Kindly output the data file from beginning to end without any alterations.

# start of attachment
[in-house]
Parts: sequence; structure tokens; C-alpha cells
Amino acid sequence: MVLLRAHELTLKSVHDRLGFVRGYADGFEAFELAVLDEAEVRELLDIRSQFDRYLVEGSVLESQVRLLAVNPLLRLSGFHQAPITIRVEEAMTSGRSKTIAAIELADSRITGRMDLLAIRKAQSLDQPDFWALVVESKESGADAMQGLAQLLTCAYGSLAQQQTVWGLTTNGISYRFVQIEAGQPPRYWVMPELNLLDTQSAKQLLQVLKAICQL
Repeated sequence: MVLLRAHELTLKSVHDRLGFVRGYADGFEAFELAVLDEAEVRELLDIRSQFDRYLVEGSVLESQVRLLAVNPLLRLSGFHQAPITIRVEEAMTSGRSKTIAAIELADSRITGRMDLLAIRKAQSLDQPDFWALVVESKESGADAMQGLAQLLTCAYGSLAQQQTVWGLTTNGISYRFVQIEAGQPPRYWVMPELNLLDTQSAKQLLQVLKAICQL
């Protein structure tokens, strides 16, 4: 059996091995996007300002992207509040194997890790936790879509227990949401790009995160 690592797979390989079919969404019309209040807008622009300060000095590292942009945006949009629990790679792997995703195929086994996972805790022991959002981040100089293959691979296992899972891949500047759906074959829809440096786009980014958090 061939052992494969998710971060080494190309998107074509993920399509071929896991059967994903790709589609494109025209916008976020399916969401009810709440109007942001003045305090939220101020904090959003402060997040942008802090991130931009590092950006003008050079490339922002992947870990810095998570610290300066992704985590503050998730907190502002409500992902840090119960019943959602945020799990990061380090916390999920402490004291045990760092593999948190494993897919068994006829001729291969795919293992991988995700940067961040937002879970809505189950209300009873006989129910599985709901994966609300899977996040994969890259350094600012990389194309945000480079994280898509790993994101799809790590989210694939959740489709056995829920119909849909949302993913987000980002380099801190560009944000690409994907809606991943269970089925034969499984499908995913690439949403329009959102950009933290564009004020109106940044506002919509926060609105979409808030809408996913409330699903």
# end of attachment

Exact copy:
[in-house]
Parts: sequence; structure tokens; C-alpha cells
Amino acid sequence: MVLLRAHELTLKSVHDRLGFVRGYADGFEAFELAVLDEAEVRELLDIRSQFDRYLVEGSVLESQVRLLAVNPLLRLSGFHQAPITIRVEEAMTSGRSKTIAAIELADSRITGRMDLLAIRKAQSLDQPDFWALVVESKESGADAMQGLAQLLTCAYGSLAQQQTVWGLTTNGISYRFVQIEAGQPPRYWVMPELNLLDTQSAKQLLQVLKAICQL
Repeated sequence: MVLLRAHELTLKSVHDRLGFVRGYADGFEAFELAVLDEAEVRELLDIRSQFDRYLVEGSVLESQVRLLAVNPLLRLSGFHQAPITIRVEEAMTSGRSKTIAAIELADSRITGRMDLLAIRKAQSLDQPDFWALVVESKESGADAMQGLAQLLTCAYGSLAQQQTVWGLTTNGISYRFVQIEAGQPPRYWVMPELNLLDTQSAKQLLQVLKAICQL
């Protein structure tokens, strides 16, 4: 059996091995996007300002992207509040194997890790936790879509227990949401790009995160 690592797979390989079919969404019309209040807008622009300060000095590292942009945006949009629990790679792997995703195929086994996972805790022991959002981040100089293959691979296992899972891949500047759906074959829809440096786009980014958090 061939052992494969998710971060080494190309998107074509993920399509071929896991059967994903790709589609494109025209916008976020399916969401009810709440109007942001003045305090939220101020904090959003402060997040942008802090991130931009590092950006003008050079490339922002992947870990810095998570610290300066992704985590503050998730907190502002409500992902840090119960019943959602945020799990990061380090916390999920402490004291045990760092593999948190494993897919068994006829001729291969795919293992991988995700940067961040937002879970809505189950209300009873006989129910599985709901994966609300899977996040994969890259350094600012990389194309945000480079994280898509790993994101799809790590989210694939959740489709056995829920119909849909949302993913987000980002380099801190560009944000690409994907809606991943269970089925034969499984499908995913690439949403329009959102950009933290564009004020109106940044506002919509926060609105979409808030809408996913409330699903």